Energy market still unreliable

Many years after the start of the free market, families who have chosen to exit the protected electricity and gas market have largely found themselves paying for the more expensive energy. In fact, the vast majority of users who have moved from the protected to the free market pay a higher salary bill, and those who have managed to make advantageous contracts have sprouted savings of only a few tens of euros per year. So we can welcome the Government’s decision to move the end of the protected market to December 31, 2021, whose tariffs are set by the Guarantor for ARERA energy. Therefore, until at least that date, there is no obligation for consumers to make a contract with operators who sell energy on the free market.

The inadequacy of the energy market in Italy, in relation to consumer citizens, also clearly emerges from the recent study carried out by the IRCAF (Institute for Consumption, Environment, Training).

For example in the electricity sector, for Milan users (the situation does not change much for the rest of Italy), only 1/3 (167) of the 504 sales companies publish their offers on the ARERA portal, despite the fact that it is expected the obligation, for all companies operating in the free energy market, to upload these offers on the portal. But the even more significant figure is that of the 1108 offers for the electricity – in the various segments and types of the domestic – only 57 (equal to 5.14%) are economically more advantageous than the tariffs of the “greater protection” service, while all the others (1051) are more expensive.

On the gas side, things do not improve much, again for domestic users residing in Milan, compared to 580 companies authorized to sell, here too, only 30% of sellers published their offers on the ARERA public portal, not allowing consumers to be able to fully compare the different offers. In this context, a total of 597 offers were registered for consumption of 1,400 cubic meters. In this case too, the best offers on the free market compared to the “higher protection” market are contained at 11.39% equal to 68 offers, therefore the remaining 512 offers are more expensive.

If you analyze the savings or the greater annual expenditure of the electricity bill, always taking the typical profile of a domestic user residing in Milan for a consumption of 2700 kWh per year, the maximum savings recorded for the first 10 operators on the national market is 30 euros. per year. Vice versa, the highest costs compared to the protected market are 87 euros per year.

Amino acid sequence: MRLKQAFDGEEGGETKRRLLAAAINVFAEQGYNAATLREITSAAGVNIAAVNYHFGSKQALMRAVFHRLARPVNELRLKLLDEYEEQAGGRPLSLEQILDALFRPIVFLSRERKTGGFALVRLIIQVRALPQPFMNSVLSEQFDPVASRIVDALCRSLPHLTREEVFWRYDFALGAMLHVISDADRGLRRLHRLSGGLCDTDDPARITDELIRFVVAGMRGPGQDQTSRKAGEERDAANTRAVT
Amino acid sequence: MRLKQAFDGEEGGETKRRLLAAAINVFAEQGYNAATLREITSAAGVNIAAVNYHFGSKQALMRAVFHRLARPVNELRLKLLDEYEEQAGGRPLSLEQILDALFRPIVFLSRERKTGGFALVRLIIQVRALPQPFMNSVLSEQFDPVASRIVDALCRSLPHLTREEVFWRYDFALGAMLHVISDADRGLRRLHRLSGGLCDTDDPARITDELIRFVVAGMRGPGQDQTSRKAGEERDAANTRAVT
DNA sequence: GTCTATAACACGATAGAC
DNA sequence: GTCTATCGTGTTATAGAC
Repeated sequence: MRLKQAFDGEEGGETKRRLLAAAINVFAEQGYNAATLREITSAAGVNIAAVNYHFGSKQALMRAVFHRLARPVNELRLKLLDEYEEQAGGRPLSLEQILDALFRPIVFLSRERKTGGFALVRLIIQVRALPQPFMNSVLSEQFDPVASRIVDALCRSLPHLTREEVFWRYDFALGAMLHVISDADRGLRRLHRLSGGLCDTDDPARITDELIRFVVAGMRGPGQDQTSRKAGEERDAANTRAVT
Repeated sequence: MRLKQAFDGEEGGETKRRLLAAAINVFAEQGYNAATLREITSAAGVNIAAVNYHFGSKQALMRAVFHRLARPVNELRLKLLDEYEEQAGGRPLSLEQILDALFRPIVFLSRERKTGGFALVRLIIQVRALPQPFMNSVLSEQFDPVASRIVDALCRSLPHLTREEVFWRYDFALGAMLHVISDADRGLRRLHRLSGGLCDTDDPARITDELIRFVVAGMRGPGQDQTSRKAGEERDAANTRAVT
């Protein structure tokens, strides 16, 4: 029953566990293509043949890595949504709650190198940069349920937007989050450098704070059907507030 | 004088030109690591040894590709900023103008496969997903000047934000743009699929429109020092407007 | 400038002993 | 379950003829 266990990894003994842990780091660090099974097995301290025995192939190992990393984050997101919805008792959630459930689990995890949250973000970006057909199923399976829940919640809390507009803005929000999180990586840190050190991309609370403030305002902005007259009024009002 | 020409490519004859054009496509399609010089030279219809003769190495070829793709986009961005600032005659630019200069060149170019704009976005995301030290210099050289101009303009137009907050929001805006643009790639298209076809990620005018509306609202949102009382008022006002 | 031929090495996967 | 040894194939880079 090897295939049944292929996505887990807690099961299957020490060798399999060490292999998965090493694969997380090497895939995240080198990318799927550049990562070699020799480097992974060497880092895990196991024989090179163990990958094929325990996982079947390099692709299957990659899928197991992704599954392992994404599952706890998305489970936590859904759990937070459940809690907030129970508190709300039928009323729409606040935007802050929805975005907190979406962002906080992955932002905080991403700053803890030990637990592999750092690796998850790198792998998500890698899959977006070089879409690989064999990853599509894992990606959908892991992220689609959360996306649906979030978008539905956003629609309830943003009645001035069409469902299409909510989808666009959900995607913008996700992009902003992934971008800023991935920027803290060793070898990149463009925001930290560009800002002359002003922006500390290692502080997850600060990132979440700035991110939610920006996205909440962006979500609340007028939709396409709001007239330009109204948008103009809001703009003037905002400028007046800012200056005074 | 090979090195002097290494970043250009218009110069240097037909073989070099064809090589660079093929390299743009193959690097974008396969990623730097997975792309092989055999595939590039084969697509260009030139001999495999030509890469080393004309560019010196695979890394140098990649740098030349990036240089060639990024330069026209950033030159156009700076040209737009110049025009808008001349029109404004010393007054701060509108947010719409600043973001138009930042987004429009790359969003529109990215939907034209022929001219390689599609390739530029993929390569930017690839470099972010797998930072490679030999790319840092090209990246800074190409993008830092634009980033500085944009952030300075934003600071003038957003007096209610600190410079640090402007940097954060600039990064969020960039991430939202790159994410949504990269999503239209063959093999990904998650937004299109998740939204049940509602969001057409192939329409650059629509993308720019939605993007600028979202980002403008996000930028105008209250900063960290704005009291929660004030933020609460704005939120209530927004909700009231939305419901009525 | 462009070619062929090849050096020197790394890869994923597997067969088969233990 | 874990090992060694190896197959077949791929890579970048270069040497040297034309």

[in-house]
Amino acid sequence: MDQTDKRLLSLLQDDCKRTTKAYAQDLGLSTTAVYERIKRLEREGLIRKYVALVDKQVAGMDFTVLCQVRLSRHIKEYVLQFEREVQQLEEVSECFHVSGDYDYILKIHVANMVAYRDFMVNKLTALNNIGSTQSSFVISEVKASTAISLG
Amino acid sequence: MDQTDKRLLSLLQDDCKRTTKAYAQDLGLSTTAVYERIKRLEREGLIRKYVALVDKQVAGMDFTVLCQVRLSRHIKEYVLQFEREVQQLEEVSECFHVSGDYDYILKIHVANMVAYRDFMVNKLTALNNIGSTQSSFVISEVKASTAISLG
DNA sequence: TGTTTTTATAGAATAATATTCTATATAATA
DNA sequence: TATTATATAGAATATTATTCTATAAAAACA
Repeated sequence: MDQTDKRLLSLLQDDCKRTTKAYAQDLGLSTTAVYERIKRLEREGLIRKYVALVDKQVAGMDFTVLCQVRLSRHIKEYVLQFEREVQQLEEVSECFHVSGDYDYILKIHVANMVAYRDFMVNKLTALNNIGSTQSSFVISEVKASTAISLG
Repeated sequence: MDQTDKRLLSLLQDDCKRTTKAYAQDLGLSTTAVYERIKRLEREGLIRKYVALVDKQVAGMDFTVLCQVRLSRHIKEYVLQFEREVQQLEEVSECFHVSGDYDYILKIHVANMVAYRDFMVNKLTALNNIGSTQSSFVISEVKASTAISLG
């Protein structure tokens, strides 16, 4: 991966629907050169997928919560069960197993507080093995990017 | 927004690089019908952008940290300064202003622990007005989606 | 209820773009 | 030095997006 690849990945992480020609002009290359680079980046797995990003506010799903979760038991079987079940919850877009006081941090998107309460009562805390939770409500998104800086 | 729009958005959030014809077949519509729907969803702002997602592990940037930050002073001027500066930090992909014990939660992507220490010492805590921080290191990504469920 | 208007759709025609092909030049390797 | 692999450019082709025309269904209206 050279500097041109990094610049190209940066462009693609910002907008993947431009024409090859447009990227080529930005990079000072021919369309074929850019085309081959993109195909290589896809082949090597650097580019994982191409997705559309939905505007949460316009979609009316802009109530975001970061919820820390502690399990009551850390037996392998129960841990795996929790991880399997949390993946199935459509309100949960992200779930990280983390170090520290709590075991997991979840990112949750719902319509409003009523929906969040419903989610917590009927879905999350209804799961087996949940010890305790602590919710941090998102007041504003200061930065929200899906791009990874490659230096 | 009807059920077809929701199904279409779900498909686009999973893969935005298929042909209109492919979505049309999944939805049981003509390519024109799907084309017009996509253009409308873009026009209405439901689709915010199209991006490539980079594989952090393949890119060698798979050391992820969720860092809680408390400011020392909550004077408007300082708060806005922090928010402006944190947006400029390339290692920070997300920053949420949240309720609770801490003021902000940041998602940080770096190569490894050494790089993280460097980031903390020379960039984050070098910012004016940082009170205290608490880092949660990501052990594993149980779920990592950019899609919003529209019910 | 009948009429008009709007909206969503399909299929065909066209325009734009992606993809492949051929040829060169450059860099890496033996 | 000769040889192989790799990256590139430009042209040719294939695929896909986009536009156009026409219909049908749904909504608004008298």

For GAS offers, always of the top ten operators, on a consumption profile of 1400 cubic meters per year for domestic use, there is a maximum annual saving of 48 euros compared to the market of greater protection. The most expensive offers, on the other hand, are a good 132 euros more per year.

Taking into account that the most advantageous offers, for the vast majority of cases, can only be found on the web and considering that according to Arera’s 2018 report on the retail market (domestic and small businesses), only 3.4% of electricity customers and 2.6% of gas customers use the web for a new contract, it can be observed that only a small minority of consumers still have the opportunity or the will to operate via the internet to conclude a profitable contract in the energy sector.

It must also be considered that an aspect that is still unclear is not the initial offers but the prices that are applied at the conclusion of the first contact, on average after two years, in fact the contractual renewal for the consumer is practically always worse than the initial contract.

In short, in the current situation it is better to still remain in the protected market and to advise users who have chosen the free market to operate dynamically on the web to conclude good contracts.

Consumers could gain tangible benefits as users of the free market in the energy sector if at least the following actions were implemented:

  • Allow the conclusion of contracts only in the commercial offices of operators and via the web, excluding telemarketing or door-to-door sales.

  • Have universal comparators (of all operators) with offers, simplified and possibly referring to the cost per kWh for electricity and per square meter for gas.

  • Obligate the separation in the bill of any additional services.

  • Provide, even after the possible end of the “protected market”, a “administered” reference price inferred perhaps from public auction systems.

  • At the end of each contractual period, in the event of unsatisfactory proposals for the consumer, provide automatic or simplified systems for returning to the previous contractual conditions: greater protection or “administered” reference prices.

  • To drastically reduce the forest of energy sellers, arranging more stringent rules and obligations of transparency, competence and reliability both for access and for the sale of operators.

If the liberalization of the energy market is carried out to achieve better efficiency and transparency between supply and demand, by eliminating the information asymmetries between sellers and consumers, the interest of the citizen can truly be guaranteed. Conversely, if the liberalization of the market is considered as a division for speculative purposes of the cake deriving from the exploitation of almost 30 million users, then it is better to keep the old market protected.

E. B. Diacons

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